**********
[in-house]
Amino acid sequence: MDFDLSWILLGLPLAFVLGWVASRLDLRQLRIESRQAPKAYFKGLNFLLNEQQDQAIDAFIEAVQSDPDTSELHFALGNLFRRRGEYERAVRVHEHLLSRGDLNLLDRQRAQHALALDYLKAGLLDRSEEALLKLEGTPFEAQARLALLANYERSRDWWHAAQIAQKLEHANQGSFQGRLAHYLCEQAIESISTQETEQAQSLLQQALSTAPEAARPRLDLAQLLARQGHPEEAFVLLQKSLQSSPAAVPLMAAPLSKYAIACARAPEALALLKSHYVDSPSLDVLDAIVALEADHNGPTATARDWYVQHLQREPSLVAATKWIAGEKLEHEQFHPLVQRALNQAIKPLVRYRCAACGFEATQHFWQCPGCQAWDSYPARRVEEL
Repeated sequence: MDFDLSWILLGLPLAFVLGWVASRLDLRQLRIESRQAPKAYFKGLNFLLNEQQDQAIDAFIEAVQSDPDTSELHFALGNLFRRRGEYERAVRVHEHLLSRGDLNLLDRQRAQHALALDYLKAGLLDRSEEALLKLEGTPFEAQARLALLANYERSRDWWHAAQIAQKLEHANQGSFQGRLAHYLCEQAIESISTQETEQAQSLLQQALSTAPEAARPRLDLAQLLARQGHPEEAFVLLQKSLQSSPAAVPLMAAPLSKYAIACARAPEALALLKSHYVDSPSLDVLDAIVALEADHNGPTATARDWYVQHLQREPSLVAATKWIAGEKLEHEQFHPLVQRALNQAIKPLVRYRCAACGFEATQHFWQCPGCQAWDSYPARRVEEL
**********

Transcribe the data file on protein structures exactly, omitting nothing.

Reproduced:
[in-house]
Amino acid sequence: MDFDLSWILLGLPLAFVLGWVASRLDLRQLRIESRQAPKAYFKGLNFLLNEQQDQAIDAFIEAVQSDPDTSELHFALGNLFRRRGEYERAVRVHEHLLSRGDLNLLDRQRAQHALALDYLKAGLLDRSEEALLKLEGTPFEAQARLALLANYERSRDWWHAAQIAQKLEHANQGSFQGRLAHYLCEQAIESISTQETEQAQSLLQQALSTAPEAARPRLDLAQLLARQGHPEEAFVLLQKSLQSSPAAVPLMAAPLSKYAIACARAPEALALLKSHYVDSPSLDVLDAIVALEADHNGPTATARDWYVQHLQREPSLVAATKWIAGEKLEHEQFHPLVQRALNQAIKPLVRYRCAACGFEATQHFWQCPGCQAWDSYPARRVEEL
Repeated sequence: MDFDLSWILLGLPLAFVLGWVASRLDLRQLRIESRQAPKAYFKGLNFLLNEQQDQAIDAFIEAVQSDPDTSELHFALGNLFRRRGEYERAVRVHEHLLSRGDLNLLDRQRAQHALALDYLKAGLLDRSEEALLKLEGTPFEAQARLALLANYERSRDWWHAAQIAQKLEHANQGSFQGRLAHYLCEQAIESISTQETEQAQSLLQQALSTAPEAARPRLDLAQLLARQGHPEEAFVLLQKSLQSSPAAVPLMAAPLSKYAIACARAPEALALLKSHYVDSPSLDVLDAIVALEADHNGPTATARDWYVQHLQREPSLVAATKWIAGEKLEHEQFHPLVQRALNQAIKPLVRYRCAACGFEATQHFWQCPGCQAWDSYPARRVEEL